Bristol Babes @ Speedwell

Speedwell Nursery School and Children’s Centre

Speedwell Rd, Bristol

BS5 7SY

Contact: Vikki Poole-Smit

Tel: 0117 9030329

Tuesday 12.30-13.30

Health professional, peer supporter & community nursery nurse present

 

Bristol Babes @ Whitchurch and Hengrove

Clinic Room

Whitchurch Health Centre

Armada Road, Bristol

BS14 0SU

Contact: Jennie Peacock

Tel: 01275 547031

Tuesdays 11.30am – 1pm

Breastfeeding Counsellor/Health visitor & Peer Supporters present

Siblings always welcome – no crèche

 

Bristol Babes @ Withywood

Four Acres Children’s Centre

Four Acres Road

Contact: Children’s Centre

Tel: 0117 903 0460

Tuesdays 1pm – 2.30pm

Peer Supporters present, Creche

 

Barton Hill Breastfeeding Support Group

Wellspring Healthy Living Centre

Beam Street, Bristol

BS5 9QY

Contact: Health visitors

Tel: 0117 3041448

Tuesdays: 11.30am – 12.30pm

Health visitor present

 

Bedminster Cherubs

Windmill Hill City Farm

Philip Street,

Bedminster, Bristol

BS3 4EA

Contact: Heidi Evans

Tel: 01275 393266

Monday 11a.m – 12.30pm

Breastfeeding Counsellor & Peer Supporters present

Closed bank holidays & two weeks at Christmas and Easter

 

Bishopston Breastfeeding group

Horfield Baptist Church [room 1]

279 Gloucester Rd

[Brynland Ave entrance]

Horfield, Bristol

BS7 8NY

Contact: Elizabeth Worley

Tel: 0117 924 9774 / 07966 249 201

Friday 10am -12 noon, term time only

Breastfeeding Counsellor and Peer Supporter present

 

Brentry & Henbury Breastfeeding drop-in

Brentry and Henbury Children’s Centre

Brentry Lane, Bristol

BS10 6RG

Contact: Emma Laird

Tel: 0117 9593800

Wednesday 11.30am – 1pm

Peer Supporters & Children’s Centre workers present

 

Clifton Breastfeeding Support Group

Hampton House Health Centre

Cotham Hill, Bristol

BS6 6AU

Contact: Becca Morgan

Telephone: 0117 330 2609

Monday 11am – 1pm

Midwifery support worker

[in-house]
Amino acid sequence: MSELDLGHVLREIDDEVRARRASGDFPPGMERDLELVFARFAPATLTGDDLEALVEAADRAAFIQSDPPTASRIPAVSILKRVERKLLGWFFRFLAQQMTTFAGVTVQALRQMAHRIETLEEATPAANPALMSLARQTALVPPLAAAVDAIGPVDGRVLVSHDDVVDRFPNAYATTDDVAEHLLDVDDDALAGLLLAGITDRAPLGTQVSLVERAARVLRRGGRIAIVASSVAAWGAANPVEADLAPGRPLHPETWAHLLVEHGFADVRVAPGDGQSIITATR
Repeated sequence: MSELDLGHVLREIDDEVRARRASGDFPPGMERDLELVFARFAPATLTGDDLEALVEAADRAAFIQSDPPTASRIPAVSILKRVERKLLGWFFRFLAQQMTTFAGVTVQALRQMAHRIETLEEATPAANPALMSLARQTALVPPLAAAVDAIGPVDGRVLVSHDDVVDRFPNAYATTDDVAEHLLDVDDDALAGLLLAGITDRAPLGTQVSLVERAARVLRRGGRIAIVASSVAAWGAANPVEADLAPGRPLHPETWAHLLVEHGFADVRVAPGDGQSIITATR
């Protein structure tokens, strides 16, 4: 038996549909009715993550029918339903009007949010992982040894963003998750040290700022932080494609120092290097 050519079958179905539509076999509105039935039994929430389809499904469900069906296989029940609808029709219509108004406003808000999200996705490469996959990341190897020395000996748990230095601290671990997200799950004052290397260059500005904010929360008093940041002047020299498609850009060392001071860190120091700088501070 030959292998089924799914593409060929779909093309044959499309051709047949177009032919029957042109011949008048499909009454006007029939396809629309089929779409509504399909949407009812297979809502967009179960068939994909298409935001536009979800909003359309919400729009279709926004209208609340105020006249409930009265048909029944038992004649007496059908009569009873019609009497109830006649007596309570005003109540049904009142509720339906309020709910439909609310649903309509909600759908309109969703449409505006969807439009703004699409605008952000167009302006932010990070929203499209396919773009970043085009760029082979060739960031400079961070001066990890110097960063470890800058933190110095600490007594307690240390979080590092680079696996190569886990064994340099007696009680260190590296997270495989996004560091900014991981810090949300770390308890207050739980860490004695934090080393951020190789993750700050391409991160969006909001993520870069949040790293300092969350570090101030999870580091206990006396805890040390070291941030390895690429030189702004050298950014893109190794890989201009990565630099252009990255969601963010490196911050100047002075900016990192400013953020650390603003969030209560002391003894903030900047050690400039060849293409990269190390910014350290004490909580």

Fishponds Breastfeeding Buddies

Little Hayes Nursery school and Children’s Centre

Frenchay Rd

Downend, Bristol

BS16 2QS

Contact: Debbie Stabbins

Tel: 0117 3532899

Thursday 09.30 – 11am

Peer Supporters present

 

Knowle Bumps and Babes

Ilminster Avenue Specialist Children’s Centre

Knowle, Bristol

BS4 1HR

Contact: Rachel Morley

Tel: 0117 903 9781

Wednesday 1 – 2.30pm, all year round

Peer Supporters, Midwifery Support worker, Children’s Centre staff

 

La Leche League

www.bristollllblogspot.com for details of when & where the group is meeting

Contact: Charlie

Tel: Charlie 0117 9393028 or Vicky 0117 9666229

Peer supporters present

 

Lockleaze The Honeysuckle café

The Blake Centre

Off Brangwyn Grove

Lockleaze, Bristol

BS7 9UD

Contact: Marie Powell

Tel: 0117 377 2840

Thursdays 10.30am – 12 noon

Peer supporters, Children’s Centre staff present

 

Redfield Breastfeeding And Peer Support (BAPS)

St George Pre-school

Netham House

Blackswarth Rd

Redfield, Bristol

BS5 8AP

Contact; Louise Summers

Tel: 07511223466

Wednesdays 1 – 2.30pm, Term time only

Peer Supporter present

 

St Anne’s BAMBI

St Anne’s Park Children’s Centre

St Anne’s Park,

Lichfield Road, Bristol

BS4 4BJ

Contact: Children’s Centre

Tel: 0117 3773189

Monday 1.30pm – 3.00pm

Midwife, Peer Supporters & Children’s Centre staff present

 

Upper Horfield Breastfeeding Support Group

Upper Horfield Children’s Centre

Sheridan Rd, Horfield

Bristol, BS7 0PU

Contact: Pam Slater

Tel: 0117 9031281

Mondays 3pm – 4pm

Family support team leader & worker present


Calne:

Baby Buddies Calne Children’s Centre

Prince Charles Drive

Calne, Wilts

SN11 8PF

Thursdays 10-11.30am

 

Chippenham:

Spring Rise Children’s Centre

01249 464008

Mondays 1-2.45pm

Buttercup Babies

Station Hill Baptist Church

Chippenham SN15 1EG

01249 463040

Wednesdays 10-11.30am

Get in Touch

On being a teenager